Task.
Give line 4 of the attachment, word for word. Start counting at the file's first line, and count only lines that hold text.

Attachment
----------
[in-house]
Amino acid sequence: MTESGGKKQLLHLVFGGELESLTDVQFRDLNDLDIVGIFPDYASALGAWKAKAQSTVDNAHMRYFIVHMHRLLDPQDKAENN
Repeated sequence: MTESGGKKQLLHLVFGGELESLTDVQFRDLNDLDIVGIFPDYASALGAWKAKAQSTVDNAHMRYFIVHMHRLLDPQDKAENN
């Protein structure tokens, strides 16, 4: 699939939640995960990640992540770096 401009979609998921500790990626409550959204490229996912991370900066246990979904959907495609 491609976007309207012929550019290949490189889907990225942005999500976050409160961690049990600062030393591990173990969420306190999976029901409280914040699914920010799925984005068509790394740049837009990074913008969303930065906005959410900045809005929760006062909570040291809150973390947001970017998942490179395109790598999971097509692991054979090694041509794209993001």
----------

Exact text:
């Protein structure tokens, strides 16, 4: 699939939640995960990640992540770096 401009979609998921500790990626409550959204490229996912991370900066246990979904959907495609 491609976007309207012929550019290949490189889907990225942005999500976050409160961690049990600062030393591990173990969420306190999976029901409280914040699914920010799925984005068509790394740049837009990074913008969303930065906005959410900045809005929760006062909570040291809150973390947001970017998942490179395109790598999971097509692991054979090694041509794209993001």